Wednesday, October 24, 2012

Hike to Glory

Sermon on Hebrews 2, cf. Psalm 8

"Now God did not subject the coming world, about which we are speaking, to angels. But someone has testified somewhere,
‘What are human beings that you are mindful of them,
  or mortals, that you care for them? You have made them for a little while lower than the angels;  you have crowned them with glory and honour,  subjecting all things under their feet.’
Now in subjecting all things to them, God left nothing outside their control. As it is, we do not yet see everything in subjection to them, but we do see Jesus, who for a little while was made lower than the angels, now crowned with glory and honour because of the suffering of death, so that by the grace of God he might taste death for everyone.
 It was fitting that God, for whom and through whom all things exist, in bringing many children to glory, should make the pioneer of their salvation perfect through sufferings. For the one who sanctifies and those who are sanctified all have one Father."

To begin this morning, let us envision a hiking trail. This is not a National Park service, all-handicap accessible kind of trail. Oh no! This is a trail for an adventurer, no path paved off, no rocks blocking off the wild terrain from the sandy, previously tread way. This trail will require equipment, good footwear, lots of trail mix and a healthy love of risk.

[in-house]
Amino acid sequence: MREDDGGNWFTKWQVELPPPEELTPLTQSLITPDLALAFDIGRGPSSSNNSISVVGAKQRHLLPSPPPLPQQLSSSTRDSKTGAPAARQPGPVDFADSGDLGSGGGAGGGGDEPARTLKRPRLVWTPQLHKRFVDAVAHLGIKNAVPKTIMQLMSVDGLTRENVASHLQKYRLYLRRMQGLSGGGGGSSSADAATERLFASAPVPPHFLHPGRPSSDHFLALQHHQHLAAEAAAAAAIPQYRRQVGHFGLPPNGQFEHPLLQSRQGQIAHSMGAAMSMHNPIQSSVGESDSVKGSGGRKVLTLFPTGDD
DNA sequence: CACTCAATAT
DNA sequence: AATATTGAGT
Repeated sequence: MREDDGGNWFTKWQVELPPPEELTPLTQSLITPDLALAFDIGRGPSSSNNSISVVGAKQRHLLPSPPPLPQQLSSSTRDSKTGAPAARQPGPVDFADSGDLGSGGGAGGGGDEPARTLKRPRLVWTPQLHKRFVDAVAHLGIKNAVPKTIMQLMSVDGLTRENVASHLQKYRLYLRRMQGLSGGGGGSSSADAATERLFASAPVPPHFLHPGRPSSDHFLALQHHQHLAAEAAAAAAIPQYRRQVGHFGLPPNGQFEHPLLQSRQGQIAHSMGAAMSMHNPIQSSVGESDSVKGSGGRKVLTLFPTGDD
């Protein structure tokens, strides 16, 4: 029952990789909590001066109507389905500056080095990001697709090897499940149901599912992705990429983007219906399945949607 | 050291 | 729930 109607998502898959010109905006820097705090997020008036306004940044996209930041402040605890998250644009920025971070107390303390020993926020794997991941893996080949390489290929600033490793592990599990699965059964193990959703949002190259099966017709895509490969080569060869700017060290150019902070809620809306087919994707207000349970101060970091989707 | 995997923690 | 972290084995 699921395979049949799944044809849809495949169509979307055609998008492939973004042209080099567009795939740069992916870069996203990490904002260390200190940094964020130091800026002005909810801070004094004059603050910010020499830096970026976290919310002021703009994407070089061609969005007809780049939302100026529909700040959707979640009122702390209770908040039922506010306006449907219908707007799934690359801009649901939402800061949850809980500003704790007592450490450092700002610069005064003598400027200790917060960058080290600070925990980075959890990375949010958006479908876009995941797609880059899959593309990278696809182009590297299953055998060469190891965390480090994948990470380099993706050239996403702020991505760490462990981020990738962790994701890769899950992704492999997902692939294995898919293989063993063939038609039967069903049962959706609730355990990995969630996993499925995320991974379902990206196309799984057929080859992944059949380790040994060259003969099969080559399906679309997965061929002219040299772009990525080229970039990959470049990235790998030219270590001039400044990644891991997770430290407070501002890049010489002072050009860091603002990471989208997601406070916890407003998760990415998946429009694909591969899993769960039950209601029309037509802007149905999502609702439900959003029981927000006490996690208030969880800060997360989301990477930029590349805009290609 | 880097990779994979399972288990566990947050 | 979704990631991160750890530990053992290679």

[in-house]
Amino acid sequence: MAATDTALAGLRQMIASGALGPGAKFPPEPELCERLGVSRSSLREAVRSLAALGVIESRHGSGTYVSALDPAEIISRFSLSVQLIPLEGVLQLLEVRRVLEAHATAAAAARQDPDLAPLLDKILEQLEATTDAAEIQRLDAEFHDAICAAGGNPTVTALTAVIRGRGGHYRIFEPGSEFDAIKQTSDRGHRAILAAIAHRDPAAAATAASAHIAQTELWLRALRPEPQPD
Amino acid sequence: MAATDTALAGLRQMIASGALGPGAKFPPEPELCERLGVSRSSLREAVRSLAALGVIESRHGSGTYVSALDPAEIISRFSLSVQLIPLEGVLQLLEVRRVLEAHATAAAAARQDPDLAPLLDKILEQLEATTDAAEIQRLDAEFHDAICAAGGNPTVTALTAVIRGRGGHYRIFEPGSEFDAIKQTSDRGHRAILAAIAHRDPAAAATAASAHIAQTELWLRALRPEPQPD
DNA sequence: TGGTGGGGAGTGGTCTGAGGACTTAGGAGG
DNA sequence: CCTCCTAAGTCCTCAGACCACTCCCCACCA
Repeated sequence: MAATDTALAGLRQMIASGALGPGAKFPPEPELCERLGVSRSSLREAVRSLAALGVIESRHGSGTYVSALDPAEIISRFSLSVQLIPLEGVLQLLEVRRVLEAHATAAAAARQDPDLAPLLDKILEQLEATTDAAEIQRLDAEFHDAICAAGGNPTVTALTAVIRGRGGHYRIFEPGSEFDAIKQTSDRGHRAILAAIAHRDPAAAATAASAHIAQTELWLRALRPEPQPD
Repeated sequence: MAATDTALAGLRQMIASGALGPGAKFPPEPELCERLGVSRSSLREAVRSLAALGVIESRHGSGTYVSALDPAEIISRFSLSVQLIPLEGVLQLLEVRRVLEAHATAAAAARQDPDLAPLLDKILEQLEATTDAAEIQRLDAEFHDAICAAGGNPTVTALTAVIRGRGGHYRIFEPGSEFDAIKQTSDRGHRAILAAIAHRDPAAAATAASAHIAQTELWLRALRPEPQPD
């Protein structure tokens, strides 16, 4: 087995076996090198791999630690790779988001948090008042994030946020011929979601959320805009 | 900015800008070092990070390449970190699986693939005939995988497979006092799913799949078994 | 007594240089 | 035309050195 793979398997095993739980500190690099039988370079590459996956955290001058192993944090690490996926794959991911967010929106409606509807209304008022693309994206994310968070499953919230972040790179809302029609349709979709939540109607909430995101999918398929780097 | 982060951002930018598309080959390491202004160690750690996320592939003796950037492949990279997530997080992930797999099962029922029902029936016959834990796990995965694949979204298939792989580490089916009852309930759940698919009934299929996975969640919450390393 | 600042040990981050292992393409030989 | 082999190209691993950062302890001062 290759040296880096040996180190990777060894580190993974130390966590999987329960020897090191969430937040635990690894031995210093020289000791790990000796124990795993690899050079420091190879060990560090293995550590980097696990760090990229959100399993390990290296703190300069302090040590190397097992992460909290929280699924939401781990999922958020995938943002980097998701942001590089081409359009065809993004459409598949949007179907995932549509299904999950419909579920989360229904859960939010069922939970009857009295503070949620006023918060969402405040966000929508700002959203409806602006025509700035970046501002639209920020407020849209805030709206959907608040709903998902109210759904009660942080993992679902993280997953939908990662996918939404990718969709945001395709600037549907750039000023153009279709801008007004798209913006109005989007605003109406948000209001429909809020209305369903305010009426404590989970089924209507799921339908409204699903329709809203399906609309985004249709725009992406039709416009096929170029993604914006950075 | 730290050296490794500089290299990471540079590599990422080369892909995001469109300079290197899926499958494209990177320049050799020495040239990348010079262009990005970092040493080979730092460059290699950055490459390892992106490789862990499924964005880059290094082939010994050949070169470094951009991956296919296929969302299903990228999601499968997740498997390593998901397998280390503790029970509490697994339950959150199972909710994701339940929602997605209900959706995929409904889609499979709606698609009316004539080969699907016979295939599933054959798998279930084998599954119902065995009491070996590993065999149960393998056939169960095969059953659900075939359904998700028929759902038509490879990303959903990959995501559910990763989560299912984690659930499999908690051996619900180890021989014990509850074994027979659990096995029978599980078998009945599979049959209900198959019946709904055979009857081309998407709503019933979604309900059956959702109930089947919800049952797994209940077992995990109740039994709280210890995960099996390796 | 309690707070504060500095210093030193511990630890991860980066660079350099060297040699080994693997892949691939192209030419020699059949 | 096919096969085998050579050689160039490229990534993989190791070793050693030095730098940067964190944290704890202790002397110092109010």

Oh, it could also use a really good leader who is not afraid to make the cuts necessary in the thick brush or to take the initial step in the thick tundra where the ground cannot be seen, a good leader who can look up as needed and see far ahead, who can read a map and a compass, who knows when people are tired and cranky and need a rest. In short, this hiking trip needs a Captain Kirk, explorer of the Final Frontier, boldly going where no human has gone before.

Our Hebrews passage today tells us of this kind of trail- specifically the trail to the crown of honor and glory, eternal life with the Triune God. The chapter begins with encouragement that there is in fact, a trail in existence that we must not drift away from lest we roll our ankles on rocks or stray so far that we can no longer see it, the trail is kept clear by those mothers and fathers of the faith who have traveled ahead of us and surrounded us with their miracle stories of walking this trail with God. The Holy Spirit enables us to walk the trail, by shedding light, bringing people to the trailhead and revitalizing them along the way. This trail is tamed by Jesus Christ, the trailblazer, or pioneer, of our salvation, as verse 10 says. This is the main focus of the passage.

(Therefore we must pay greater attention to what we have heard, so that we do not drift away from it. 2 For if the message declared through angels was valid, and every transgression or disobedience received a just penalty, 3 how can we escape if we neglect so great a salvation? It was declared at first through the Lord, and it was attested to us by those who heard him, 4 while God added his testimony by signs and wonders and various miracles, and by gifts of the Holy Spirit, distributed according to his will.)

First, let's explore the nature of the trail of glory. The author of Hebrews borrows from the words of the Psalm reading for today.

"What are human beings that you are mindful of them, or mortals,
that you care for them?
You have made them for a little while lower than the angels;
you have crowned them with glory and honor,